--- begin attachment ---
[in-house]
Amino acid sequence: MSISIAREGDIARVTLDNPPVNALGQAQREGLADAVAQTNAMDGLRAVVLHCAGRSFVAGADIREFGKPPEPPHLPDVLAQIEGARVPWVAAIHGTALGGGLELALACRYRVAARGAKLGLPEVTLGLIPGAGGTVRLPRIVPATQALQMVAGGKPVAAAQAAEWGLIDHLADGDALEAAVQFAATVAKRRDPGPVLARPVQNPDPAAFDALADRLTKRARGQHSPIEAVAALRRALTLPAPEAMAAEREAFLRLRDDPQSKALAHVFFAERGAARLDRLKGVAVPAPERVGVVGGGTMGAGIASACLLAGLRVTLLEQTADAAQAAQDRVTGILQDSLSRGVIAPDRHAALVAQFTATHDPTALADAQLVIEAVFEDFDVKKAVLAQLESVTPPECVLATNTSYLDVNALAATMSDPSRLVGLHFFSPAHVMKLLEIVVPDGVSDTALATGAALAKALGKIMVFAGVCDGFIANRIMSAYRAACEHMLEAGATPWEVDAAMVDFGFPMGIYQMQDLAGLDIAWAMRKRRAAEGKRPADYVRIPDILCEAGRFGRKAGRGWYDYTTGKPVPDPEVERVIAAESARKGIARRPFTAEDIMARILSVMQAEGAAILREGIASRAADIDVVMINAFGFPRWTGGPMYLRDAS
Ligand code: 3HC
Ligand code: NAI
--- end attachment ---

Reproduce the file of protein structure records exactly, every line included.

[in-house]
Amino acid sequence: MSISIAREGDIARVTLDNPPVNALGQAQREGLADAVAQTNAMDGLRAVVLHCAGRSFVAGADIREFGKPPEPPHLPDVLAQIEGARVPWVAAIHGTALGGGLELALACRYRVAARGAKLGLPEVTLGLIPGAGGTVRLPRIVPATQALQMVAGGKPVAAAQAAEWGLIDHLADGDALEAAVQFAATVAKRRDPGPVLARPVQNPDPAAFDALADRLTKRARGQHSPIEAVAALRRALTLPAPEAMAAEREAFLRLRDDPQSKALAHVFFAERGAARLDRLKGVAVPAPERVGVVGGGTMGAGIASACLLAGLRVTLLEQTADAAQAAQDRVTGILQDSLSRGVIAPDRHAALVAQFTATHDPTALADAQLVIEAVFEDFDVKKAVLAQLESVTPPECVLATNTSYLDVNALAATMSDPSRLVGLHFFSPAHVMKLLEIVVPDGVSDTALATGAALAKALGKIMVFAGVCDGFIANRIMSAYRAACEHMLEAGATPWEVDAAMVDFGFPMGIYQMQDLAGLDIAWAMRKRRAAEGKRPADYVRIPDILCEAGRFGRKAGRGWYDYTTGKPVPDPEVERVIAAESARKGIARRPFTAEDIMARILSVMQAEGAAILREGIASRAADIDVVMINAFGFPRWTGGPMYLRDAS
Ligand code: 3HC
Ligand code: NAI